Participants in drone metal music are also involved in creating transient but extraordinary sacred spaces through musical rituals. This occurs in private practices developed to enhance the specialness of listening to vinyl records, and in attending live performances where elements described as ritualistic (smoke, incense, darkness, animal skulls and other weird paraphernalia) supplement the overwhelmingly amplified, distorted repetitive sound in creating an atmosphere which is powerful precisely because of its strangeness and opaque resistance to easy explanation. The music is often described with terms such as violence, aggression, pain and suffering, but it is these markers of extremity which allow a sense of catharsis, dark spirituality and even healing according to listeners. Drone metal, then, addresses deep issues of importance in rather different musical and conceptual registers to Hoondert’s requiem composers and audiences. But in exploring the sacred in music, each are equally concerned with profound themes whose impact for many will elude language.

In fact, most reports of drone metal are prefaced with what I call ‘ineffability disclaimers.’ Listeners first describe the music as indescribable, and then go on to offer articulate, creative, and often elaborate descriptions. And while much of my research has involved analysing and writing about these verbal evocations of mysticism, transcendence and spirituality, it’s important to remember this stated distance between what music can do to us and how we can talk about it. As Hoondert puts it, in considering what attendees might seek and find at requiem concerts:

Through the music they find some what I call ‘musical knowledge’ about the meaning of life and death, and that’s not a kind of knowledge which you can verbalize in a dogma or doctrine, but it’s a kind of consoling knowledge that you find for a moment in the music, and perhaps then it’s gone again.

Music and a powerful but ambivalent religiosity are further intertwined in the ways that mysticism has been understood in the study of religions. Freud linked the two in a 1929 letter to Romain Rolland, writing that ‘mysticism is as impenetrable to me as music’ (Freud quoted in Certeau, 1992, p. 12); William James uses the twin metaphors of musical listener and lover in order to explain the incompetence of language in communicating mystical feeling (W. James, 1982, p. 380); and Evelyn Underhill argued that in using ‘suggestive and allusive language the mystical artist often approaches the methods of music’ in order to enchant the reader/listener (Underhill, 1980, p. 408). Michel de Certeau further explores this connection (himself writing in characteristically suggestive and allusive style), drawing comparison between the reading of mystical texts, and the embodied and interpretative practice of playing music (1986, p. 83; 1992, p. 22), and describing the evocative paradoxes of mystical language as ‘musical secrets’ (1986, p. 99).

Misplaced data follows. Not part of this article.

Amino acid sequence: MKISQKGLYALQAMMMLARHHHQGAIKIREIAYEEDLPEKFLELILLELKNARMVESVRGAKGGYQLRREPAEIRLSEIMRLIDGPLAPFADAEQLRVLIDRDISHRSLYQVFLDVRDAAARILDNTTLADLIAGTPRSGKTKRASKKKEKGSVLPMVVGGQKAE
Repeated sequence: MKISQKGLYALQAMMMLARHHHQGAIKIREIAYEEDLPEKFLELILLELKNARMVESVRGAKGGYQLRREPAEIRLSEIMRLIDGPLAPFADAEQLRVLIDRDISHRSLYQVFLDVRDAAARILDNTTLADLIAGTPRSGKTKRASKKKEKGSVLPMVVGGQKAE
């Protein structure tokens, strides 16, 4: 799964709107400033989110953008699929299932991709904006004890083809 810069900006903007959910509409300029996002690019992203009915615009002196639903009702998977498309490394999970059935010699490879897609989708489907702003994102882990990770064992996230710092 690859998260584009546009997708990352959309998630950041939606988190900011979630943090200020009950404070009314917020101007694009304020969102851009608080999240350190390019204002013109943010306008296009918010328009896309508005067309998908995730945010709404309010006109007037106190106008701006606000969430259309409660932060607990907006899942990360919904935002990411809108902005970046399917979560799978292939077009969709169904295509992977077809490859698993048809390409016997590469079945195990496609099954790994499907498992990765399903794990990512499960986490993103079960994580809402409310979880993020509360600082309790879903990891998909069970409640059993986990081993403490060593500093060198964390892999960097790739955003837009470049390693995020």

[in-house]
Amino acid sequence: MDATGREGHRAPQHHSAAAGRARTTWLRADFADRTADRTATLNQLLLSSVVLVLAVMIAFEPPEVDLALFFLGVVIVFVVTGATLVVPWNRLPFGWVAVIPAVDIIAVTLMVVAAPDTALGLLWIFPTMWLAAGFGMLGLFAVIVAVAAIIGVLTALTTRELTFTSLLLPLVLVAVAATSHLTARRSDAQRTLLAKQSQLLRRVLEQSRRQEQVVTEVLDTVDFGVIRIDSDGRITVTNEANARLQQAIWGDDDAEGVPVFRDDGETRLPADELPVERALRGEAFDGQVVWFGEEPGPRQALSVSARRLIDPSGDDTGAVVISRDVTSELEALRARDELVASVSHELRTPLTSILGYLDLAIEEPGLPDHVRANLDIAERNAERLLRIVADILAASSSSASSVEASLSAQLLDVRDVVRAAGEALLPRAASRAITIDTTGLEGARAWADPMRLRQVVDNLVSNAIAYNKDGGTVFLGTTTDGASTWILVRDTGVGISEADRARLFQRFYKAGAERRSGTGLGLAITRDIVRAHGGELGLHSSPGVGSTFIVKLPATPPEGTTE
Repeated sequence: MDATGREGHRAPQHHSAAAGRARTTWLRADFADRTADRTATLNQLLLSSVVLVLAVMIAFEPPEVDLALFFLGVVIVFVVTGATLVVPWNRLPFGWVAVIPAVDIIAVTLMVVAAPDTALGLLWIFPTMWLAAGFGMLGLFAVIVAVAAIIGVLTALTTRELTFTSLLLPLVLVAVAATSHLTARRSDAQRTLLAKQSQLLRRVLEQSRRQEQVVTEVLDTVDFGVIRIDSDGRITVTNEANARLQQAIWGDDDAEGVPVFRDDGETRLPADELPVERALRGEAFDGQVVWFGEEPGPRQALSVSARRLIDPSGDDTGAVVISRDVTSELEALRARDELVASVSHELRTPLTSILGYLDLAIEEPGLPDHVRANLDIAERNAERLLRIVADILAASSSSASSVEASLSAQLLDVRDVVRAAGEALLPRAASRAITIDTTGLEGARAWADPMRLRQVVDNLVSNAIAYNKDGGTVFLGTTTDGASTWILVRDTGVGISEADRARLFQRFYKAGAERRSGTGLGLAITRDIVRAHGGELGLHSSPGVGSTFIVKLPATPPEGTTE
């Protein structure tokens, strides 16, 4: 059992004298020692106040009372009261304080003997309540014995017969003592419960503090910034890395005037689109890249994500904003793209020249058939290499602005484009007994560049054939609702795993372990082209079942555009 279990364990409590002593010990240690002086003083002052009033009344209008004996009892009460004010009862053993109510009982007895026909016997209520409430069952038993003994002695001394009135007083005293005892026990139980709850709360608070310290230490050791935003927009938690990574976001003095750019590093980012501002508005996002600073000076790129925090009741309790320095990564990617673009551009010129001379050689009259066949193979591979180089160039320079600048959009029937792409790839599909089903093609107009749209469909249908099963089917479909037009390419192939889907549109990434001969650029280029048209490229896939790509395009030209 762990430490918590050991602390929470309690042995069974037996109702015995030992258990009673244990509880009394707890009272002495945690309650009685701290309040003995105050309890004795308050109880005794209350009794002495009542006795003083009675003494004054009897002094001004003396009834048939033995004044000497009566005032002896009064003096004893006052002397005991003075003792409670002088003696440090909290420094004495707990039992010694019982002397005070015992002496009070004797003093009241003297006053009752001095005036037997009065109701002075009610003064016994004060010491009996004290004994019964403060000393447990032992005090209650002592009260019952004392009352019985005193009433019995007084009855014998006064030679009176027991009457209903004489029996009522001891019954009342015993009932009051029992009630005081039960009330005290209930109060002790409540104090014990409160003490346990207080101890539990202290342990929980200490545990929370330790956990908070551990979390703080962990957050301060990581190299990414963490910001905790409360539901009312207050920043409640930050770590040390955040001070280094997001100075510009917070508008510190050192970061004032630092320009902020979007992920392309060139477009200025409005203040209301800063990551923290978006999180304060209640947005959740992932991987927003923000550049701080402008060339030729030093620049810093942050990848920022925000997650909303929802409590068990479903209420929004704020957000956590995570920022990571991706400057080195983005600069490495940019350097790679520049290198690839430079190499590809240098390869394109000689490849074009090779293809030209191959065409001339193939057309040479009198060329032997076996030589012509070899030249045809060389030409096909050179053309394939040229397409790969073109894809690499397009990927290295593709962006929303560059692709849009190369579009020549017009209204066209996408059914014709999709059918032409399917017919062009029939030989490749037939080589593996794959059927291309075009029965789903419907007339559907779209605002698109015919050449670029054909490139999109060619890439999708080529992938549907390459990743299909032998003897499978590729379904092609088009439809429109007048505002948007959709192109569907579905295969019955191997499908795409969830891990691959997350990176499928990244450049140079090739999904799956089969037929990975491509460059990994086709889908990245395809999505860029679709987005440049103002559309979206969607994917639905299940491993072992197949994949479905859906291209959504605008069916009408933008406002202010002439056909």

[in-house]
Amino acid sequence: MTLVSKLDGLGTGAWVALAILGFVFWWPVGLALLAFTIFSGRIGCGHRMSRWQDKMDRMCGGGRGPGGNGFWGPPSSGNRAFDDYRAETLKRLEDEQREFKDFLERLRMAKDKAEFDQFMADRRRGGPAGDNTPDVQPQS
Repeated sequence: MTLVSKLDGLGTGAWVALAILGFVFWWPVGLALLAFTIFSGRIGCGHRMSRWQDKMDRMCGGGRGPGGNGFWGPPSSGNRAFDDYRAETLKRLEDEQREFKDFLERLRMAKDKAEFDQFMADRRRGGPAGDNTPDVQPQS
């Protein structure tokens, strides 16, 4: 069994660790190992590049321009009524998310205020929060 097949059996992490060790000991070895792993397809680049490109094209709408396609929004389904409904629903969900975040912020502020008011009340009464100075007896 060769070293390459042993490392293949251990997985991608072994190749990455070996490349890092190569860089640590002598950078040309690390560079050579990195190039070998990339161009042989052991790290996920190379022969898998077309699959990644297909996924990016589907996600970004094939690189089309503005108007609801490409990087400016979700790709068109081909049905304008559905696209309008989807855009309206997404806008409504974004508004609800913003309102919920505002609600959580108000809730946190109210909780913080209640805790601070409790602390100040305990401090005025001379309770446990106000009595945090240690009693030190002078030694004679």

So, in claiming that music is a universal language, people might at least be indirectly suggesting something about the power of ambiguity: perhaps that music appears to be able to do things we wish that language could? It brings to mind another commonly heard aphorism, variously ascribed (ambivalently!) to Frank Zappa, Elvis Costello, Thelonious Monk and others: that writing about music is like dancing about architecture. That might be fair, but it certainly doesn’t mean it’s not worth doing. In acknowledging that strange productive tension between incommensurate modes of expression and experience, we might find ways of understanding the consoling, ritualistic, and sometimes sacred power of music.

Endnotes

Certeau, M. d. (1986) Heterologies: Discourse on the Other (trans. B. Massumi), Minneapolis, University of Minnesota Press.

Certeau, M. d. (1992b) ‘Mysticism’ (trans. M. Brammer), Diacritics, vol. 22, no. 2, pp. 11-25.

James, W. (1982 [1902]) The Varieties of Religious Experience: A Study in Human Nature, New York and London, Penguin Books.

Underhill, E. (1980) ‘The Essentials of Mysticism’, in Woods, R. (ed.) Understanding Mysticism, Garden City, Doubleday, pp. 400-15.